“Yes let’s not waste money on this “public transport thing for poor people”.”

        Trains are for the wealthy urban professionals, not the poor.

      • David

         /  14th February 2019

        I said there are better public transport options. Why not read before attacking. The tram would be largely tourists not hard working locals finding a cheaper way to get to work. Why build a tram when you have a parallel brand new motorway.

        • Finbaar Rustle

           /  14th February 2019

          The hole your digging for yourself just gets bigger and bigger just admit it you got burned.

    • Gerrit

       /  14th February 2019

      The question really is not about the envy element in regards Porches and SUV versus poor people. The question is about how well served are the poor people are by this light rail public transport system proposal.

      Is it the best bang for bucks option? Is a better public transport option for poor people a heavy rail link to the airport from Puhinui with local bus services to link rail with the businesses in and around the airport and George Bolt Drive?

      Even the most tram efficient city in the southern hemisphere does not run trams to its airport (Melbourne). Not even a train. Bus services only for public transport.

      Sydney and Brisbane run trains. But these are PPP ones and are reasonably expensive.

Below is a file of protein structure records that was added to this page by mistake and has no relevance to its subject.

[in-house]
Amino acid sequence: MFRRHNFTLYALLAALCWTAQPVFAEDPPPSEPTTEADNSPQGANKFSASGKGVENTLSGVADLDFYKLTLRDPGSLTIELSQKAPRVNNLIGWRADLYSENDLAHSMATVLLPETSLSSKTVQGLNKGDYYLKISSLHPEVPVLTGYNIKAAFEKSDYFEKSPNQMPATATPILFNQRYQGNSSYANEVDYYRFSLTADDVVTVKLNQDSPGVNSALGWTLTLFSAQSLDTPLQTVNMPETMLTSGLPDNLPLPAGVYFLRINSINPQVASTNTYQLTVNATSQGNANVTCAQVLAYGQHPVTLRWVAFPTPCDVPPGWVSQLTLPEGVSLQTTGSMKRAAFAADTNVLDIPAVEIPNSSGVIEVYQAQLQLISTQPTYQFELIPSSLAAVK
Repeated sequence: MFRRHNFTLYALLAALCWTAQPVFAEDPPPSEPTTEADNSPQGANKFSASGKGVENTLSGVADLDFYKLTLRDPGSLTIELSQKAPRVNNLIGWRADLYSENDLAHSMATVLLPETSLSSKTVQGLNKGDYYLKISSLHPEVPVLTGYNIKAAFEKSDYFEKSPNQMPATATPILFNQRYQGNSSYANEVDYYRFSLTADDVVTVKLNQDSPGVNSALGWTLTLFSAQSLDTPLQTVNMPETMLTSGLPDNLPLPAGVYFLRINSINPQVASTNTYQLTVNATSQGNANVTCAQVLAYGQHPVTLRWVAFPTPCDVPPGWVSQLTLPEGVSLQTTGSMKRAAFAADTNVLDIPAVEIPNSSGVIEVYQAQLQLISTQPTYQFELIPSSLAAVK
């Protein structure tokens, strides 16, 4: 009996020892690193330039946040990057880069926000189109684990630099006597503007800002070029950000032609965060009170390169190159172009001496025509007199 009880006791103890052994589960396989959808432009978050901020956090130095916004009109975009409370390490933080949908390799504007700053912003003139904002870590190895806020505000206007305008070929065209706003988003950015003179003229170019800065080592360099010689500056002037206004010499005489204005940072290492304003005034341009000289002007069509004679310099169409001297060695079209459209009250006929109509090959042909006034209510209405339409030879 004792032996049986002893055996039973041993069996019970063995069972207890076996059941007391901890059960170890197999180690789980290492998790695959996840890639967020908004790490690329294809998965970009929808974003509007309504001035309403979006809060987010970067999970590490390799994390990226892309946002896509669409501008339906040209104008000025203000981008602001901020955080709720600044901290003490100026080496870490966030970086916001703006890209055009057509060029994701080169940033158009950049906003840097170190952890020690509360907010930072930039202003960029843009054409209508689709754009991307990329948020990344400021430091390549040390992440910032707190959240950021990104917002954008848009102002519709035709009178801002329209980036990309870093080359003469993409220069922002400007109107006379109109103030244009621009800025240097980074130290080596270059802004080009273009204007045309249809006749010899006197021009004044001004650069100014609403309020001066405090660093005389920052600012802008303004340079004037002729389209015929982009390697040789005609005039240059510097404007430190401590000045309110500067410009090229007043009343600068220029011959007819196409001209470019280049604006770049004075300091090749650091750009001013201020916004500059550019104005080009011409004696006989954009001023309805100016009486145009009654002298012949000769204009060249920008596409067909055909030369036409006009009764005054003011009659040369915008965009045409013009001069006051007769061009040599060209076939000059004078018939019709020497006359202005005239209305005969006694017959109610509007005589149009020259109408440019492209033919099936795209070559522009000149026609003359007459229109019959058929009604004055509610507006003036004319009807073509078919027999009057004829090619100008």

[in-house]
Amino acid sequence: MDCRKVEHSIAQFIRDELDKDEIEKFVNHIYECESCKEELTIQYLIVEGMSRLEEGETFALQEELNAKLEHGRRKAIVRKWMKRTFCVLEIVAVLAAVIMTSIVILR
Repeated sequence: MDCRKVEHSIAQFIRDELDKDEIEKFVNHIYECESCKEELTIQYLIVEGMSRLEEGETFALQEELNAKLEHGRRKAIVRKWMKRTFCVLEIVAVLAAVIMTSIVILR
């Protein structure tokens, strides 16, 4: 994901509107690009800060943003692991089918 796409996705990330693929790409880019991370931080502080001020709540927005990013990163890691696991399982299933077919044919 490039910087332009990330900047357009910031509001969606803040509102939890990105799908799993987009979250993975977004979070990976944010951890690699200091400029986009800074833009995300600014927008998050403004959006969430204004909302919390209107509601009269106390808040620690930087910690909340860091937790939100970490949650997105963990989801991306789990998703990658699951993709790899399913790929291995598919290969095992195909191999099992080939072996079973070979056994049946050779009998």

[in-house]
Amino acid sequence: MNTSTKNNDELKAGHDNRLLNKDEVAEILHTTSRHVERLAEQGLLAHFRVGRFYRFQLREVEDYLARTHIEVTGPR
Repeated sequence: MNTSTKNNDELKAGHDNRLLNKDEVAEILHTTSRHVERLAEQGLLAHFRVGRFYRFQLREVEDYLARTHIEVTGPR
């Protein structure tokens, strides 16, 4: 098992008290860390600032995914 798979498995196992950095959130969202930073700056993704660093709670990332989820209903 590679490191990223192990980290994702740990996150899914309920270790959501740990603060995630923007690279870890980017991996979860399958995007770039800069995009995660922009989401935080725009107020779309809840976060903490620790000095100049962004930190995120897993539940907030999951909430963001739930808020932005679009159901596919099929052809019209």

Yet again those living in the eastern Suburbs are missing out on a public transport system. No trains, no trams, just buses. Surely a tram service around the eastern suburbs would be a better starting point? Manukau to Botany (there is provision on Ti Irirangi Drive for a tramway) would be a starter.

      Point David was making is that the CBD is pretty well served with public transport (especially bus services through Waterview). I would add the North Shore as well with their dedicated bus roads and park and ride car parks.

      Those car parks are envied here in South Auckland. We get a measly amount compared to the North Shore (which are way to small over there anyway).

      South and Eastern Auckland are very poorly serviced by public transport and with the CoL not proceeding with the two by-pass highways (from Redoubt Road to Drury and East Tamaki to Onehunga), access to points north and south is via a very congested Highbrook, Manukau, Manurewa, Takanini corridor.